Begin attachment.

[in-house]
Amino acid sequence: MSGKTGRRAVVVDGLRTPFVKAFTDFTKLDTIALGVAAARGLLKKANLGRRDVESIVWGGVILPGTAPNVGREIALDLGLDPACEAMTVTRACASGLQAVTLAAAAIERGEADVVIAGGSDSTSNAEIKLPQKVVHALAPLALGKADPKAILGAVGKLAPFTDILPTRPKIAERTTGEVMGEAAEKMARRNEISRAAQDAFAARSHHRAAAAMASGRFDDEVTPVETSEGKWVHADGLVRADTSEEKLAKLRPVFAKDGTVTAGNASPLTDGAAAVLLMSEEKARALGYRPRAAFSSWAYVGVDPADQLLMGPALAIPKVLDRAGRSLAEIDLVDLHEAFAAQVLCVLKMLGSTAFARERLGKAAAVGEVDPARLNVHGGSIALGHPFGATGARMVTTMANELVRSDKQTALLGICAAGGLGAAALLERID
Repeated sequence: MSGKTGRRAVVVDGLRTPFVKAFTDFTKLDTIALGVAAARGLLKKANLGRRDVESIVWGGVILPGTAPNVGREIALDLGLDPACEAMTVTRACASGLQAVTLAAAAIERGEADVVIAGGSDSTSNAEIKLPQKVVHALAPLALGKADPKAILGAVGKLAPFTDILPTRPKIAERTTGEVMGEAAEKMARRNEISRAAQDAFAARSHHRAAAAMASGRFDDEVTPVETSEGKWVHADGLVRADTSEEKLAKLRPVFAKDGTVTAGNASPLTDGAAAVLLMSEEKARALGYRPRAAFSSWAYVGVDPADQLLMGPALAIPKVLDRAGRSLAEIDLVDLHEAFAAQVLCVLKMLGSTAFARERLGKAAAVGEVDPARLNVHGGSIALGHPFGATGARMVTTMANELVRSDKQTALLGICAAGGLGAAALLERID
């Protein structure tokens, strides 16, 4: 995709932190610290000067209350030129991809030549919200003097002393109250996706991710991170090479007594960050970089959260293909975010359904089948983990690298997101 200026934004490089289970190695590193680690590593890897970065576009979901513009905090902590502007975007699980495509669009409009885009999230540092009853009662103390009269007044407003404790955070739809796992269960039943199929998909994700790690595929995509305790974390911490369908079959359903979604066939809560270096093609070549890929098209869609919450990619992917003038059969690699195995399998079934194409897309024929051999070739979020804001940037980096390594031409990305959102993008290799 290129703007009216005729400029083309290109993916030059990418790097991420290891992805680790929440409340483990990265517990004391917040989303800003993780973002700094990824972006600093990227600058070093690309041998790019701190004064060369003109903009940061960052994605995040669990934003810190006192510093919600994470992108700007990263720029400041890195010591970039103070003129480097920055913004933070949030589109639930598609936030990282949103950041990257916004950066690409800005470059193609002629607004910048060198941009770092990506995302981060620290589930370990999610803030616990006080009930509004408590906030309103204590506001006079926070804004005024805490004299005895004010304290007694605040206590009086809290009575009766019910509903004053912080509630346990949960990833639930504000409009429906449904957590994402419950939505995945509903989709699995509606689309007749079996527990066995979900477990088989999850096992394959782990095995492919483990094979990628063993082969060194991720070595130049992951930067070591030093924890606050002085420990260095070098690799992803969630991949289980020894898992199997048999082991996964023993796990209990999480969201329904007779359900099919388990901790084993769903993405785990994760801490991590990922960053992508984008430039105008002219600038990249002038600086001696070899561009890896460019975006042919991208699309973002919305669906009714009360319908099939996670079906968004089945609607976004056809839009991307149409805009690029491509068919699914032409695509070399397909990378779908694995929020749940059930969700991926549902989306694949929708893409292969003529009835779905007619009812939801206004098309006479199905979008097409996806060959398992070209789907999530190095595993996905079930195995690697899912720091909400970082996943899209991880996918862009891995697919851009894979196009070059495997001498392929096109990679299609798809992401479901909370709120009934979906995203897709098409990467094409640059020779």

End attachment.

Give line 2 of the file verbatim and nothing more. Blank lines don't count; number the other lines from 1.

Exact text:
Amino acid sequence: MSGKTGRRAVVVDGLRTPFVKAFTDFTKLDTIALGVAAARGLLKKANLGRRDVESIVWGGVILPGTAPNVGREIALDLGLDPACEAMTVTRACASGLQAVTLAAAAIERGEADVVIAGGSDSTSNAEIKLPQKVVHALAPLALGKADPKAILGAVGKLAPFTDILPTRPKIAERTTGEVMGEAAEKMARRNEISRAAQDAFAARSHHRAAAAMASGRFDDEVTPVETSEGKWVHADGLVRADTSEEKLAKLRPVFAKDGTVTAGNASPLTDGAAAVLLMSEEKARALGYRPRAAFSSWAYVGVDPADQLLMGPALAIPKVLDRAGRSLAEIDLVDLHEAFAAQVLCVLKMLGSTAFARERLGKAAAVGEVDPARLNVHGGSIALGHPFGATGARMVTTMANELVRSDKQTALLGICAAGGLGAAALLERID